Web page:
Voice/Vision Holocaust Survivor Oral History Archive

John Mandel - May 26, 1981


Can you tell me when you were uh, tattooed?

When we arrived. When we arrived uh, in Birkenau, when they separated us from the rest of the uh, family. They took us into this uh, huge hangar like building and we were ordered to take off all of our clothes and they took away everything. Next thing they did was they came over, they had these prisoners who did that, that was their job. They came over with, with uh, barber clippers and they would clip the hair off the body, wherever a person had hair. Uh, whenever a person grow, whether it was on the arms or the legs, or wherever. And uh, we all looked like zombies, we all looked alike. The next thing they did was uh, uh, we had to go through this line and uh, and they had, they had several lines and what they did was, they did it numerically. And uh, my number was--is, still is A9327 and my brother's number was A-9328 and my father's uh, number was A9329. We were numerically. I, I happened to be first in line as we went through that. So uh, and as we later found out, that uh, once you got tattooed that meant that for the time being you were, you were going to survive.

Did it hurt?

Not, not particularly. It was done the same way as you would do a tattoo. Uh, uh, it--you could feel a, a small sting, but uh, that was the smallest pain I had while I was in the camp. Uh, it's really uh, we were, we were uh, I was in Auschwitz, which was just a few kilometers from Birkenau and we could smell the stench of the burning flesh and we could see all that smoke coming up. And I, I was there probably a month or six weeks before I found out what that was, before the people uh, that were there longer told me what was actually going on there. Uh, they would um, we would get a bar of soap, we--in, in, in the barracks we had facilities. We had, we had uh, uh, a kind of a community sink where you could go in and wash up in the morning. And um, you had to shave. I mean that was one thing about the Germans, they insisted on, on hygiene. While they were destroying us, they insisted on hygiene. It was a very strange thing. At least in that camp they did.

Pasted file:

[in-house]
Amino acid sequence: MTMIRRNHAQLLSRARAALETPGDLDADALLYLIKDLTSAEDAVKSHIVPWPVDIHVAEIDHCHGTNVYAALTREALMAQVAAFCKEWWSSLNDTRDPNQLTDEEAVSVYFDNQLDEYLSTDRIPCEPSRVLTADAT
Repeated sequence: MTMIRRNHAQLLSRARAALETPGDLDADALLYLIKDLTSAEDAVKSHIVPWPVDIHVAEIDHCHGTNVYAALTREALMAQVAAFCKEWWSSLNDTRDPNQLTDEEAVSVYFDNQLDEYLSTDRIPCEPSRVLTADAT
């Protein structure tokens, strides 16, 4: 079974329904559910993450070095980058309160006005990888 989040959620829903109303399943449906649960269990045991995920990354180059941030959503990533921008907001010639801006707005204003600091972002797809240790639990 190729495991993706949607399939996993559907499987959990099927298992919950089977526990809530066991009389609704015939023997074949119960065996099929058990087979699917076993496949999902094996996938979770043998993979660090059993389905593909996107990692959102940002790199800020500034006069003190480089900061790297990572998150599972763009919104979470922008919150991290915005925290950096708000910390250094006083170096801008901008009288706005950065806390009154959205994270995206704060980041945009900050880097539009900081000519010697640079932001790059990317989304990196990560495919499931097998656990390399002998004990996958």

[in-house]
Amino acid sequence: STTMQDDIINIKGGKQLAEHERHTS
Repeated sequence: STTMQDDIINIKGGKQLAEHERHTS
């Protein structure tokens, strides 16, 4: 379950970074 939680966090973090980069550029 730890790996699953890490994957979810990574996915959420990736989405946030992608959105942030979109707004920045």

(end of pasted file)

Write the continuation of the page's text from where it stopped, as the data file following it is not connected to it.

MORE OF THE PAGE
And uh, uh, they give us this bar of soap and on the soap was stamped uh, three, three letters, RIF. And, of course, I didn't know what it was until somebody told me that stood for Rhein Yiddishers Fat. It meant pure Jewish fat. What they did was they made soap off the uh, o...as, as they were burning the bodies, as they were cremating them uh, fat would run off and they would make soap out of that. And they gave it to us. And I might have used soap that was made uh, my own flesh and blood [pause] and I didn't know.

Did you ever see the opposite sex?

One time I saw the opposite sex in Auschwitz. There was a uh, uh, a woman's camp right next to the men's camp and for some reason they brought in a company of women to work at the uh, uh, uh, these were also prisoners--at the same um, uh, warehouse by the track, by the railroad track there where, where I was working. They must have needed some extra help because that was the only time we saw them. But uh, we did not--we, we never had any opportunity to socialize or anything like that. We just--but that one day we worked with them.

Do you know if there was homosexual um, actions anywhere around?

I would im...I, I, I would imagine now uh, uh, uh, I would imagine that there must have been some, but I was never aware of it.

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